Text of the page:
Andy Haldane, chief economist of Bank of England, reacts during the launch of the central bank's econoME education programme in the City of London, U.K., on Friday, April 27, 2018. Money markets have slashed bets on the Bank of England raising borrowing costs when it meets in two weeks, with the odds for an increase collapsing to 20 percent from above 50 percent on Thursday. Photographer: Simon Dawson/Bloomberg
Andy Haldame backs increased use of big data © Simon Dawson/Bloomberg

The goal of mapping economic activity in real time, just as we do for weather or traffic, is “closer than ever to being within our grasp”, according to Andy Haldane, the Bank of England’s chief economist.

In recent years, “data has become the new oil . . . and data companies have become the new oil giants”, Mr Haldane told an audience at King’s Business School earlier this month and released on Monday.

But economics and finance have been “rather reticent about fully embracing this oil-rush”, partly because economists have tended to prefer a deductive approach that puts theory ahead of measurement.

This needs to change, he said, because relying too much on either theory or real-world data in isolation can lead to serious mistakes in policymaking — as was seen when the global financial crisis exposed the “empirical fragility” of macroeconomic models.

Parts of the private sector and academia have been far swifter to exploit the vast troves of ever-accumulating data now available — 90 per cent of which has been created in the last two years alone.

Massachusetts Institute of Technology’s “Billion Prices Project”, name-checked in Mr Haldane’s speech, now collects enough data from online retailers for its commercial arm to provide daily inflation updates for 22 economies.

The Alan Turing Institute — the UK’s new national institute for data science — runs a programme, with funding from HSBC, which aims to use new data to measure economic activity faster and more precisely than was previously possible.

National statisticians are taking tentative steps in the same direction. The UK’s Office for National Statistics — which has faced heavy criticism over the quality of its data in recent years — is experimenting with “web-scraping” to collect price quotes for food and groceries, for example, and making use of VAT data from small businesses to improve its output-based estimates of gross domestic product.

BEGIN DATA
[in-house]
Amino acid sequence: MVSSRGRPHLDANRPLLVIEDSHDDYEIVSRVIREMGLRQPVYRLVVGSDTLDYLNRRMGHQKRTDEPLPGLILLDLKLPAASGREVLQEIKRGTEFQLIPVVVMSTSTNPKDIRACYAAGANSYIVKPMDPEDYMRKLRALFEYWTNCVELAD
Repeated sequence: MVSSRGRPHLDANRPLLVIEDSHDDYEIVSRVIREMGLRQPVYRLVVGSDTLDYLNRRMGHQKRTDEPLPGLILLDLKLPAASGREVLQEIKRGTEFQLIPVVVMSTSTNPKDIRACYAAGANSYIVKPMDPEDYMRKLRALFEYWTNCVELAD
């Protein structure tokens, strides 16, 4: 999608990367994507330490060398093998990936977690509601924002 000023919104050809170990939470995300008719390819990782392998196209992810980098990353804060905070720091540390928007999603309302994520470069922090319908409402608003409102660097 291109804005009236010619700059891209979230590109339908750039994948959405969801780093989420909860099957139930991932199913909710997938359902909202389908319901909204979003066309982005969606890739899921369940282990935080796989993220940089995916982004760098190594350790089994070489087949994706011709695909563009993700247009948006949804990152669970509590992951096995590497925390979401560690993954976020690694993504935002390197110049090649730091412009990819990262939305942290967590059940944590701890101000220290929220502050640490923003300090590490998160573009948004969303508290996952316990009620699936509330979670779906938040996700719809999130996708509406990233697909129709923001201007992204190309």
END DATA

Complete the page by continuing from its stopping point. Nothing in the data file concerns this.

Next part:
In both cases, the increased sample size and granularity could bring considerable benefits on top of existing surveys, Mr Haldane said.

The BoE itself is trying to make better use of financial data — for example, by using administrative data on owner-occupied mortgages to better understand pricing decisions in the UK housing market.

Mr Haldane sees scope to go further with the new data coming on stream on payment, credit and banking flows. “Almost all economic activity leaves a financial footprint,” he said. “In time, it is possible that these sorts of data could help to create a real-time map of financial and activity flows across the economy, in much the same way as is already done for flows of traffic or information or weather. Once mapped, there would then be scope to model and, through policy, modify these flows.”

New data sources and techniques could also help policymakers think about human decision-making — which rarely conforms with the rational process assumed in many economic models. Data on music downloads from Spotify, used as an indicator of sentiment, has recently been shown to do at least as well as a standard consumer confidence survey in tracking consumer spending.

“Why stop at music?” Mr Haldane asked. He saw potential to create a gaming environment “to explore behaviour in a virtual economy where players can spend or save, and one could test their reactions to monetary and regulatory policy intervention”.

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